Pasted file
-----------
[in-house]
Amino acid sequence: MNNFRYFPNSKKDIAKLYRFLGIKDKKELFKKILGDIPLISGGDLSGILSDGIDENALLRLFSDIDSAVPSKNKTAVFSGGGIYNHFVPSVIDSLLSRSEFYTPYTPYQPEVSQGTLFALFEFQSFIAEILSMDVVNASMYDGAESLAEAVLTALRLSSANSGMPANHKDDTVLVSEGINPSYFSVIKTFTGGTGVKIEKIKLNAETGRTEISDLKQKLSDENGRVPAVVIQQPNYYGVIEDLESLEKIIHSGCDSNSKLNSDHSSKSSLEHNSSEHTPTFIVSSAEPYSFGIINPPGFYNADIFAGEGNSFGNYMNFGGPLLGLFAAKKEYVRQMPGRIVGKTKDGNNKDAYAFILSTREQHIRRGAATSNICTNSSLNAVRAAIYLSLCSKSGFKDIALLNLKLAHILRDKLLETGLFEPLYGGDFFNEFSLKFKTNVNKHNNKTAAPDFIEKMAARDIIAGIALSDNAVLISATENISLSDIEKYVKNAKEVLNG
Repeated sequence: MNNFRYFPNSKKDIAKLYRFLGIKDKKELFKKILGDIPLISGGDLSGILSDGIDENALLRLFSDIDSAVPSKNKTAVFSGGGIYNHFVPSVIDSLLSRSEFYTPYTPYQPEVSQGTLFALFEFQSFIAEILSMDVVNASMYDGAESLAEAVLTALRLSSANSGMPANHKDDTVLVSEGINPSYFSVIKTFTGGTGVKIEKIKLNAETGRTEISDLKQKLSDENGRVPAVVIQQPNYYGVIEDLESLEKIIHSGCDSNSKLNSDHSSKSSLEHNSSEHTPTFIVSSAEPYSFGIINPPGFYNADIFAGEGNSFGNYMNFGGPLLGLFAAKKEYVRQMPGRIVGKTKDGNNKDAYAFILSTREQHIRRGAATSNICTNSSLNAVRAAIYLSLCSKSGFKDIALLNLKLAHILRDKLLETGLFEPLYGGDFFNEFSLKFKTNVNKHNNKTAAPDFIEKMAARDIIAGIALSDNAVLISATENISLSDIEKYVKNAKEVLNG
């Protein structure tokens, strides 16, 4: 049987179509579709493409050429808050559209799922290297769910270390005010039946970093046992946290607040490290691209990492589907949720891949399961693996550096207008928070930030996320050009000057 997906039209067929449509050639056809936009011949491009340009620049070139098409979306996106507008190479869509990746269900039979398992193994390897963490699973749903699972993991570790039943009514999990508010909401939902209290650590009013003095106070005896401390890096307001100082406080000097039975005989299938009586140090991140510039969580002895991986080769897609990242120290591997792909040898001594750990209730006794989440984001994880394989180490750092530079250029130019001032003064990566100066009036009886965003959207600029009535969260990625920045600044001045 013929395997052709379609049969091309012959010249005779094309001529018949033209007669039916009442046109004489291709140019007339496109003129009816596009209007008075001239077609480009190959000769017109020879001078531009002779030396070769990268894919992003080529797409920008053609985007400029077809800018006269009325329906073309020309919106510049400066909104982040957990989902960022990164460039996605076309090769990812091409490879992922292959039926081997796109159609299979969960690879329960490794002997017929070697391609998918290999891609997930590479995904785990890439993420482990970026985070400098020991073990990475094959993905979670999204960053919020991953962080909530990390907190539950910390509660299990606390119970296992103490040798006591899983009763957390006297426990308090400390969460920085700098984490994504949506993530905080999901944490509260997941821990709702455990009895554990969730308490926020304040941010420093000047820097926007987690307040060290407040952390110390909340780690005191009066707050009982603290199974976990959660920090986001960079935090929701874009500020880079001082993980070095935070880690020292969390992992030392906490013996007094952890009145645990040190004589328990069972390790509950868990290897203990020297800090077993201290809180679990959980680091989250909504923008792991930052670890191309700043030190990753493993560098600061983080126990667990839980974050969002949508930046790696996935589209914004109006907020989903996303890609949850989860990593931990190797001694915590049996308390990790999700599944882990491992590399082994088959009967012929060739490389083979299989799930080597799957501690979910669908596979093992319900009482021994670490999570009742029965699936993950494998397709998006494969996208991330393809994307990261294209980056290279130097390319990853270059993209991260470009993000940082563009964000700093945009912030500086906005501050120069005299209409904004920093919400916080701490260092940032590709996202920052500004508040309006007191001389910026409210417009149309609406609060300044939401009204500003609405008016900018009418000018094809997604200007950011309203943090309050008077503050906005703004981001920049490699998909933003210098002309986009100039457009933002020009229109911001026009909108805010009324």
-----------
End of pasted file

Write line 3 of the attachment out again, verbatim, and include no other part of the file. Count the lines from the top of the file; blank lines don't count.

Repeated sequence: MNNFRYFPNSKKDIAKLYRFLGIKDKKELFKKILGDIPLISGGDLSGILSDGIDENALLRLFSDIDSAVPSKNKTAVFSGGGIYNHFVPSVIDSLLSRSEFYTPYTPYQPEVSQGTLFALFEFQSFIAEILSMDVVNASMYDGAESLAEAVLTALRLSSANSGMPANHKDDTVLVSEGINPSYFSVIKTFTGGTGVKIEKIKLNAETGRTEISDLKQKLSDENGRVPAVVIQQPNYYGVIEDLESLEKIIHSGCDSNSKLNSDHSSKSSLEHNSSEHTPTFIVSSAEPYSFGIINPPGFYNADIFAGEGNSFGNYMNFGGPLLGLFAAKKEYVRQMPGRIVGKTKDGNNKDAYAFILSTREQHIRRGAATSNICTNSSLNAVRAAIYLSLCSKSGFKDIALLNLKLAHILRDKLLETGLFEPLYGGDFFNEFSLKFKTNVNKHNNKTAAPDFIEKMAARDIIAGIALSDNAVLISATENISLSDIEKYVKNAKEVLNG